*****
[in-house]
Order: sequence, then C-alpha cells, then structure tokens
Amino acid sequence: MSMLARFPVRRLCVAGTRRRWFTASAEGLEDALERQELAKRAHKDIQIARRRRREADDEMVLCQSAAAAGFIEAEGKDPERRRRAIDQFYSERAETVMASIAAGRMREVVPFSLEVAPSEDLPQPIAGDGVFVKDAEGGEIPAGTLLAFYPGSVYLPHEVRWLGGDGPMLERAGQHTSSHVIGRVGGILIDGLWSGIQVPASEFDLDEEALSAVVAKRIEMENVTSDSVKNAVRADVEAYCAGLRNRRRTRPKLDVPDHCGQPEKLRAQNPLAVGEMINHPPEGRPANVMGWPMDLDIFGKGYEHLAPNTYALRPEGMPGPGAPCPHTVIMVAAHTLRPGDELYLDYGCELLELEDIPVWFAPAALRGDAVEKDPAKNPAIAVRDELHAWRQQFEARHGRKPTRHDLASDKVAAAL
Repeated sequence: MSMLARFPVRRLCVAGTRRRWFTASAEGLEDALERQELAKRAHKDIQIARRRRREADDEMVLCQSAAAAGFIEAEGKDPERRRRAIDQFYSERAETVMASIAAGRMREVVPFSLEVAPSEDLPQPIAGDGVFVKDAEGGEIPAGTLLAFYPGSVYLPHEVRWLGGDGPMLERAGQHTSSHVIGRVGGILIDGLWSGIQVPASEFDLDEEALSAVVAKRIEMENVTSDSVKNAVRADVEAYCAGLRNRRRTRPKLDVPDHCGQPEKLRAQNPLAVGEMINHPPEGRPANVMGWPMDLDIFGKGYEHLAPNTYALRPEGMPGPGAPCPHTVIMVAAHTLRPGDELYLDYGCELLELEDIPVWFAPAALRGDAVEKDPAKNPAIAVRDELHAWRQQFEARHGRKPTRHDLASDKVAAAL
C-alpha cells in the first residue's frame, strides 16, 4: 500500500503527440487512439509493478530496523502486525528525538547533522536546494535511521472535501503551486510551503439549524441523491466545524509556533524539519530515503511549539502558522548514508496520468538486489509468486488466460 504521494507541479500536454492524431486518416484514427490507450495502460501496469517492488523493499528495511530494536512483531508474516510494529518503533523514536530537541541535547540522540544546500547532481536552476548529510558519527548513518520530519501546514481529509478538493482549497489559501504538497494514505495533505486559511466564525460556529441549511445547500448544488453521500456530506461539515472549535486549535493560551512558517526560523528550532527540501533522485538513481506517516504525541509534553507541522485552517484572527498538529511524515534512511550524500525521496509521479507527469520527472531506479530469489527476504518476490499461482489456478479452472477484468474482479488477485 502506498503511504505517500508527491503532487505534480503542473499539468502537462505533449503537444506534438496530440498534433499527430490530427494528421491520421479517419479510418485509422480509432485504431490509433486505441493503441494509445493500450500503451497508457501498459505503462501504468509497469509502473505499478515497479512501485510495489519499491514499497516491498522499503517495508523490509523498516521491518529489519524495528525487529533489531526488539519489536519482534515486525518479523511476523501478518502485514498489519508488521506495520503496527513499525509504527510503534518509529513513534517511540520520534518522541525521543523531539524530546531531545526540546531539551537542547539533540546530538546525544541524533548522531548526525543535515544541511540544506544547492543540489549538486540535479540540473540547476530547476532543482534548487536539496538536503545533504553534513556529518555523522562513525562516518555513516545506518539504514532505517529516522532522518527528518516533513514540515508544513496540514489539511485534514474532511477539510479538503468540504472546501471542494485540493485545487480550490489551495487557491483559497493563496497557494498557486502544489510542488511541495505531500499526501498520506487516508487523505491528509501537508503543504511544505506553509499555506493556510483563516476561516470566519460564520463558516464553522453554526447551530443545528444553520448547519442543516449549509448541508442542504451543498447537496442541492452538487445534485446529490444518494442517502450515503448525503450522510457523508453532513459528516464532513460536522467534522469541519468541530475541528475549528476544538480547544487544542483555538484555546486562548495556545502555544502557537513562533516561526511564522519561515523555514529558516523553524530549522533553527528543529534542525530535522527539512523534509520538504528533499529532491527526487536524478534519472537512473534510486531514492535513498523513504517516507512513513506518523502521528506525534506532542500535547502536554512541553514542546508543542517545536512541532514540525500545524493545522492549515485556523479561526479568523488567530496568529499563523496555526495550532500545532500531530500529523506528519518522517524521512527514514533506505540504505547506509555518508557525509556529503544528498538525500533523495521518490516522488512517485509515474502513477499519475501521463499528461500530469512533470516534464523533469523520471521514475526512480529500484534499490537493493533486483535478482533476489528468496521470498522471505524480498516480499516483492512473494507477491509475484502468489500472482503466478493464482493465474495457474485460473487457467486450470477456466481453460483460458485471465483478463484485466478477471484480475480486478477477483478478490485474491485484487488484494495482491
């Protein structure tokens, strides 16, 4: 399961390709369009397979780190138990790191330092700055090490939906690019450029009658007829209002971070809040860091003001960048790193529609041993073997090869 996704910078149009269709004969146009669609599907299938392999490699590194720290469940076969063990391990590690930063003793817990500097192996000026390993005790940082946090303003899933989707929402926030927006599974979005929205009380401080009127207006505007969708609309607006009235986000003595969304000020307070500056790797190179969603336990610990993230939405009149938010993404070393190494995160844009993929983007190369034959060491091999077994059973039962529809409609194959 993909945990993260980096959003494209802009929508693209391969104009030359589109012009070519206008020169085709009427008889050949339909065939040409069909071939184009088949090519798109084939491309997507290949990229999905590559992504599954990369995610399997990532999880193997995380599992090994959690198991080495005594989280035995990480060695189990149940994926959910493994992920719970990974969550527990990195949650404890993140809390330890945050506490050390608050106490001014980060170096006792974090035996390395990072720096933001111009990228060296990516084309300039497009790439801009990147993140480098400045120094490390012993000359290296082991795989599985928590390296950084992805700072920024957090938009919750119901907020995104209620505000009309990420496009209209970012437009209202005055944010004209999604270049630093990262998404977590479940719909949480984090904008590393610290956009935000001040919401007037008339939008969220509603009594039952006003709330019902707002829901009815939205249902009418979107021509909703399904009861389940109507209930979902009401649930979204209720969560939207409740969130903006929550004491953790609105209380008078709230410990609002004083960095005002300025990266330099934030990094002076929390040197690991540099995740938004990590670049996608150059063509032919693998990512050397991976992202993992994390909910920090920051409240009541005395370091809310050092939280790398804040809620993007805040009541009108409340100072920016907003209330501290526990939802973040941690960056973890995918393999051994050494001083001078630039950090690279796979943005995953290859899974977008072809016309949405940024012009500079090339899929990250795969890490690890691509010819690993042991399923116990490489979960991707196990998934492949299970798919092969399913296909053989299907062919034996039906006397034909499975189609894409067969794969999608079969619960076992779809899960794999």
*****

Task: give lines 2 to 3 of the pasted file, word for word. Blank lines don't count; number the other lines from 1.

Order: sequence, then C-alpha cells, then structure tokens
Amino acid sequence: MSMLARFPVRRLCVAGTRRRWFTASAEGLEDALERQELAKRAHKDIQIARRRRREADDEMVLCQSAAAAGFIEAEGKDPERRRRAIDQFYSERAETVMASIAAGRMREVVPFSLEVAPSEDLPQPIAGDGVFVKDAEGGEIPAGTLLAFYPGSVYLPHEVRWLGGDGPMLERAGQHTSSHVIGRVGGILIDGLWSGIQVPASEFDLDEEALSAVVAKRIEMENVTSDSVKNAVRADVEAYCAGLRNRRRTRPKLDVPDHCGQPEKLRAQNPLAVGEMINHPPEGRPANVMGWPMDLDIFGKGYEHLAPNTYALRPEGMPGPGAPCPHTVIMVAAHTLRPGDELYLDYGCELLELEDIPVWFAPAALRGDAVEKDPAKNPAIAVRDELHAWRQQFEARHGRKPTRHDLASDKVAAAL